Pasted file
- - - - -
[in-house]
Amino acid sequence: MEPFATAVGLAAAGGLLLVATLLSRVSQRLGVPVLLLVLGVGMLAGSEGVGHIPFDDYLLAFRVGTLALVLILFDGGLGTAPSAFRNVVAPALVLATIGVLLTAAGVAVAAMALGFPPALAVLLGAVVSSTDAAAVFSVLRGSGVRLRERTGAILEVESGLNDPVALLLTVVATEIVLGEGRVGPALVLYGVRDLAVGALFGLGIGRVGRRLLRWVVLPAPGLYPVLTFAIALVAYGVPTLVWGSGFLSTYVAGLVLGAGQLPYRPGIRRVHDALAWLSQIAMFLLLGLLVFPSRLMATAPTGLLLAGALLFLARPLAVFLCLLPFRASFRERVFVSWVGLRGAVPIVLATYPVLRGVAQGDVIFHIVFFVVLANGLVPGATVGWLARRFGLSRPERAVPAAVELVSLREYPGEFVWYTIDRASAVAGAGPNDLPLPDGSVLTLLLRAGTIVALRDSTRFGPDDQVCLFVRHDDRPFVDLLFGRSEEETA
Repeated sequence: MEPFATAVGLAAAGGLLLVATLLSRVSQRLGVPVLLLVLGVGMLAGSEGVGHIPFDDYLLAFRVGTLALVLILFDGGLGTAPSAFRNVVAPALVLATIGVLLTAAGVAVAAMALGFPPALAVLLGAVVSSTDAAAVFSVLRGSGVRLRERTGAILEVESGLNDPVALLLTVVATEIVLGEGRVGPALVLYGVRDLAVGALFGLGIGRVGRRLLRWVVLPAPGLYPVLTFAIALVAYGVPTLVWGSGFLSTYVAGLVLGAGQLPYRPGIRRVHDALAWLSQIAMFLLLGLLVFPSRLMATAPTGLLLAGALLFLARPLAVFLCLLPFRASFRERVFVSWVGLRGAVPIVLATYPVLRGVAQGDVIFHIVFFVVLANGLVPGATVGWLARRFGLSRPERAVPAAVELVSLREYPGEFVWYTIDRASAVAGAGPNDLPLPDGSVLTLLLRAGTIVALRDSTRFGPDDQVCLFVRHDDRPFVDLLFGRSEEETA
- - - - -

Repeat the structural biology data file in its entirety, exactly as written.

[in-house]
Amino acid sequence: MEPFATAVGLAAAGGLLLVATLLSRVSQRLGVPVLLLVLGVGMLAGSEGVGHIPFDDYLLAFRVGTLALVLILFDGGLGTAPSAFRNVVAPALVLATIGVLLTAAGVAVAAMALGFPPALAVLLGAVVSSTDAAAVFSVLRGSGVRLRERTGAILEVESGLNDPVALLLTVVATEIVLGEGRVGPALVLYGVRDLAVGALFGLGIGRVGRRLLRWVVLPAPGLYPVLTFAIALVAYGVPTLVWGSGFLSTYVAGLVLGAGQLPYRPGIRRVHDALAWLSQIAMFLLLGLLVFPSRLMATAPTGLLLAGALLFLARPLAVFLCLLPFRASFRERVFVSWVGLRGAVPIVLATYPVLRGVAQGDVIFHIVFFVVLANGLVPGATVGWLARRFGLSRPERAVPAAVELVSLREYPGEFVWYTIDRASAVAGAGPNDLPLPDGSVLTLLLRAGTIVALRDSTRFGPDDQVCLFVRHDDRPFVDLLFGRSEEETA
Repeated sequence: MEPFATAVGLAAAGGLLLVATLLSRVSQRLGVPVLLLVLGVGMLAGSEGVGHIPFDDYLLAFRVGTLALVLILFDGGLGTAPSAFRNVVAPALVLATIGVLLTAAGVAVAAMALGFPPALAVLLGAVVSSTDAAAVFSVLRGSGVRLRERTGAILEVESGLNDPVALLLTVVATEIVLGEGRVGPALVLYGVRDLAVGALFGLGIGRVGRRLLRWVVLPAPGLYPVLTFAIALVAYGVPTLVWGSGFLSTYVAGLVLGAGQLPYRPGIRRVHDALAWLSQIAMFLLLGLLVFPSRLMATAPTGLLLAGALLFLARPLAVFLCLLPFRASFRERVFVSWVGLRGAVPIVLATYPVLRGVAQGDVIFHIVFFVVLANGLVPGATVGWLARRFGLSRPERAVPAAVELVSLREYPGEFVWYTIDRASAVAGAGPNDLPLPDGSVLTLLLRAGTIVALRDSTRFGPDDQVCLFVRHDDRPFVDLLFGRSEEETA